At STACK, we take pride in being your one-stop shop for state-of-the-art information on athletic performance enhancement and leading industry trends. That’s why we took the time to research one of the most frustrating injuries any athlete can suffer—the dreaded ACL tear.
Injuries are part of sports, but you can take responsibility for trying to prevent them, and then be accountable if you do sustain one. Easier said than done, right? To help you out, we called on a few of our top experts to shed light on the different stages of an ACL injury.
ACL Function; Occurrence of Injuries
The anterior cruciate ligament (ACL), located in the interior of the knee, connects the thigh bone to the shin bone and provides front-to-back stability for the knee. Tears most commonly occur during high impact sports that involve a lot of jumping, pivoting and abrupt changes of direction.
Preventing ACL Injuries
Expert: Brad Leshinske, founder and owner, Athletic Edge Sports Performance [Evergreen Park, Ill.]
Leshinske: “We’ve got to look at what leg muscles are being activated and which ones are not, because these muscles are directly responsible for protecting the ACL and preventing tears. The dominant muscle tends to be the quad and front of the leg, and the lesser used muscles would be the hamstrings, hips and glutes. Working single-leg movements helps strengthen these [less developed] areas and also allows me to see if an athlete is deficient on one side or the other. Also, sports are played on one leg to another, so that’s the way you should train.”
Perform a dynamic warm-up before performing any of these exercises
• Place one foot flat on ground and rest other foot on bench behind body
• Keeping front knee behind toes, descend into lunge position until front thigh is parallel to floor and back knee is nearly touching ground
• Rise into starting position; repeat for specified reps
• Perform on opposite leg
Sets/Reps/Rest: 3×8 each leg with 60 seconds rest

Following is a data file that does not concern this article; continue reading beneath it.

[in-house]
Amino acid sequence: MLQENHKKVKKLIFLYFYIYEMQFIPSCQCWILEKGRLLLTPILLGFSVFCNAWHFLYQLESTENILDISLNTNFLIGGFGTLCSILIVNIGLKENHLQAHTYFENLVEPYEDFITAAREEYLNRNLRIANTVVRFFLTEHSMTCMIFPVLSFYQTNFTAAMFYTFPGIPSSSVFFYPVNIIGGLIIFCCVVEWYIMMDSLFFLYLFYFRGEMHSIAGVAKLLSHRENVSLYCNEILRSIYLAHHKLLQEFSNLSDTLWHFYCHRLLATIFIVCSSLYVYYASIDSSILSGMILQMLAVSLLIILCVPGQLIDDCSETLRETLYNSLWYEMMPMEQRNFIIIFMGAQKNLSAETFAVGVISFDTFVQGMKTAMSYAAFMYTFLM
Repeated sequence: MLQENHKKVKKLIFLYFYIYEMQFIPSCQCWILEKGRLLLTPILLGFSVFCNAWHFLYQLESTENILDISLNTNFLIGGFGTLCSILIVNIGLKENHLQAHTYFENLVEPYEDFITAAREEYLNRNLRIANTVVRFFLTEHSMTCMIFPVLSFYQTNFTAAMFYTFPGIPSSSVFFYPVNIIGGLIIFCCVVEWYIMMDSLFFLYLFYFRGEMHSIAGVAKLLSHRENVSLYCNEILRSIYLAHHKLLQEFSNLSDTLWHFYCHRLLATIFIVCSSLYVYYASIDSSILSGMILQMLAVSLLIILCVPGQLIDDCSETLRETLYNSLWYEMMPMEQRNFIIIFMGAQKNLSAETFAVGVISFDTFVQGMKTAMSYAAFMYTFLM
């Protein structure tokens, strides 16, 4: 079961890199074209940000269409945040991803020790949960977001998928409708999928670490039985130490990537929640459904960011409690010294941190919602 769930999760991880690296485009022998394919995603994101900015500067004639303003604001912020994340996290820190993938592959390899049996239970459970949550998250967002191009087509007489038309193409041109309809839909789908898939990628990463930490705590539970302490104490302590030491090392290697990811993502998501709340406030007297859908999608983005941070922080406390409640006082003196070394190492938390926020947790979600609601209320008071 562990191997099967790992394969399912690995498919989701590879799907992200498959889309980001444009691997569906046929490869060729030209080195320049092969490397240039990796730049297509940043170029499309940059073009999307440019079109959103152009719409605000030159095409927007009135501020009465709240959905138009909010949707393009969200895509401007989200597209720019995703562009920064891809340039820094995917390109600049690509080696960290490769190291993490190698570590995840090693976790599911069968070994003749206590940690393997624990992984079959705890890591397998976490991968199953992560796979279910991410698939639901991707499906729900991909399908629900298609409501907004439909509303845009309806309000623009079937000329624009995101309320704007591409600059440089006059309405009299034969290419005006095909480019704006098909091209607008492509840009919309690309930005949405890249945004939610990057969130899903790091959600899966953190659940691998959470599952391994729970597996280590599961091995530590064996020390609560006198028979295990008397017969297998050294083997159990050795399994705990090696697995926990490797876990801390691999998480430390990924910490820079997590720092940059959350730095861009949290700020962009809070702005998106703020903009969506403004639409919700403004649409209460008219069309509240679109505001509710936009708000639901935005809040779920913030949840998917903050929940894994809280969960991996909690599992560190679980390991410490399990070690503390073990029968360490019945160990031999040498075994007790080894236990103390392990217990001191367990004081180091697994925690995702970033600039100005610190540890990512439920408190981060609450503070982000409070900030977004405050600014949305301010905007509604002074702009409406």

Coaching Points: Begin with bodyweight; gradually increase to light dumbbells, then eventually use a bar with weight // Keep front knee behind toes while descending // Don’t allow chest to fall forward // Don’t push with back leg // Keep lead heel flat on ground throughout the movement
Single-Leg Box Jump With Double-Leg Landing
• Assume single-leg stance an arm’s length away from six-inch plyo box
• Lower into quarter-squat, then explode through hip, knee and ankle and explosively jump
• Land softly on both legs with knees bent on top of plyo box
• Step down slowly; repeat for specified reps
• Perform set on opposite leg
Sets/Reps/Rest: 3×5 each leg with 60-90 seconds rest
Adaptation: Once you feel comfortable, progress to a 12-inch plyo box
Coaching Points: Use arms to help maximize height during jump // Keep weight over hips when landing // Maintain good posture with back straight and head up
Single-Leg Lateral Jumps
• Assume single-leg stance on left leg and on left side of six-inch hurdle
• Explode through hip, knee and ankle and explosively hop over hurdle
• Land softly on right leg
• Explosively hop back over hurdle and land softly on left leg
• Repeat for specified reps
Sets/Reps/Rest: 3×10 with 60-90 seconds rest
Adaptation: Perform landing on the same leg you hopped with; make sure to perform a set on the opposite leg.
Coaching Points: Use arms to help maximize height during jump // Keep weight over hips when landing // Stick landing before hopping back over hurdle // Maintain good posture with back straight and head up
Benefits: “Performing these exercises will help develop muscle proportion with your glutes, quads and hamstrings while also helping with ankle, hip and knee alignment. It’s important to stabilize those joints and strengthen those muscles to help prevent ACL tears.”